Europe’s sustainable packaging rules should be bold – and fair
Packaging plays an essential role in protecting products during storage and transport, ensuring their quality and providing information about contents and usage. However, packaging waste takes its toll on the environment. Europeans generate an average of 180kg of packaging waste a year, and the European Commission estimates that without action, this would rise by 19% by 2030.
In the brewing sector, we have innovated and invested over many years to ensure our packaging becomes ever more sustainable, which is why we support the broad aims of the Commission’s proposals to cut packaging waste.
The Commission’s draft Packaging and Packaging Waste Regulation (PPWR) covers different containers, with a particular focus on beverage packaging. It aims to “tackle this constantly growing source of waste and of consumer frustration” as it seeks to ensure all packaging be reusable or recyclable by 2030. This could be one of the most significant pieces of EU environmental legislation of this Commission, which explains why Environment Ministers are debating the issue this week and four European Parliament committees are working on the PPWR.
As brewers, we not only understand but embrace these aims. Leading by example, brewers have a core belief that whilst making beer, we can have a positive impact on the planet. We take our responsibility to limit the environmental impact of beer packaging throughout the lifecycle by reducing, reusing and recycling. We support the circular economy and the systems intended to ensure containers be returned and don’t go to landfill or end up as litter.
We are part of the solution, but need legislation to be proportionate, well-targeted, non-discriminatory, and coherent.
What does that mean concretely?
Proportionate: a sustainable brewery with one filling line and selling all its beer in recyclable cans that are collected and recycled through a well-functioning return system should not have to rush through investments in an expensive additional bottling line just to meet new producer-level reuse targets.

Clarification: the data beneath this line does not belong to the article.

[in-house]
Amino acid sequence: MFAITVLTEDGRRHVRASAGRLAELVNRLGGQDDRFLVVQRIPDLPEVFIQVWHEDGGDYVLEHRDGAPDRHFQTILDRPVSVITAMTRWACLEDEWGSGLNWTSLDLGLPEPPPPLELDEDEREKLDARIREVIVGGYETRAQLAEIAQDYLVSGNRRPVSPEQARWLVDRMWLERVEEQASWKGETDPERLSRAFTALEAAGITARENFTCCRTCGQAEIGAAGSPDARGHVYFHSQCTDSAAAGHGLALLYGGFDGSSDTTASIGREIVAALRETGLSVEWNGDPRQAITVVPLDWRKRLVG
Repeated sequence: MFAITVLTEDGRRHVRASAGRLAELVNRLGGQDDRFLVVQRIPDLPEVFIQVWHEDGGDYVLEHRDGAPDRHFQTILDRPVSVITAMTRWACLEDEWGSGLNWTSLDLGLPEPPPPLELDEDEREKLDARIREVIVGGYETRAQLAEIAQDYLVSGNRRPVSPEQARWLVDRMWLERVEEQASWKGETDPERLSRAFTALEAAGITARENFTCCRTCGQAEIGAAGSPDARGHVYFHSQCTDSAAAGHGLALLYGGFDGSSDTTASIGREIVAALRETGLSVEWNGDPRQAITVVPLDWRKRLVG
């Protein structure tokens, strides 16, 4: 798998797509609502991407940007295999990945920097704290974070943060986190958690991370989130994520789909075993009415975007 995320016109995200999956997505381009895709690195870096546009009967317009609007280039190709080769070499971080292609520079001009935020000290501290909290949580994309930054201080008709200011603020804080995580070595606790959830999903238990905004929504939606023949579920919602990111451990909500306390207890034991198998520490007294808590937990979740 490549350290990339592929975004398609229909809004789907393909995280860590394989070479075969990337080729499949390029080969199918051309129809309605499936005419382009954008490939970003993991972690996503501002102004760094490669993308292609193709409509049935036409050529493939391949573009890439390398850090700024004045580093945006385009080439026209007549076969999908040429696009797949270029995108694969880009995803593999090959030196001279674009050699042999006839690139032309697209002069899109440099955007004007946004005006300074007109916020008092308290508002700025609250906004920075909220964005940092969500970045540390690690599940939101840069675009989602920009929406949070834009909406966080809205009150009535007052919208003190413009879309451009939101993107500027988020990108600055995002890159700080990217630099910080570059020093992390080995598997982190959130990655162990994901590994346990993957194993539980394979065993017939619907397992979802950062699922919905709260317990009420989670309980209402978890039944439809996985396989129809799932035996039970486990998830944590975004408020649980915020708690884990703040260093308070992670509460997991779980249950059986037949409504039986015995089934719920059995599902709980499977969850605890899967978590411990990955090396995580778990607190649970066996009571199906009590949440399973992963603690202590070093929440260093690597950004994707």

Well-targeted: a well-functioning national return system, for reuse or recycling of beer containers, that already functions sustainably and exceeds targets, should not be disrupted by new EU governance structures or cannibalised by a need to meet other arbitrary targets in the PPWR. Countries and individual companies are at differing starting points on the balance between reuse and recycling, often linked directly to the local beer culture and the business structure of the operator in question.
Non-discriminatory: A container is a container and the rules should be agnostic towards its content. Competing beverage sectors must not be granted a priori EU-mandated exemptions from reuse targets and obligations around deposit return systems. Non-discrimination, which is a general principle of EU law and, regarding beer, acknowledged by the European Court of Justice, allows for products to be treated differently only if justified by objective reasons.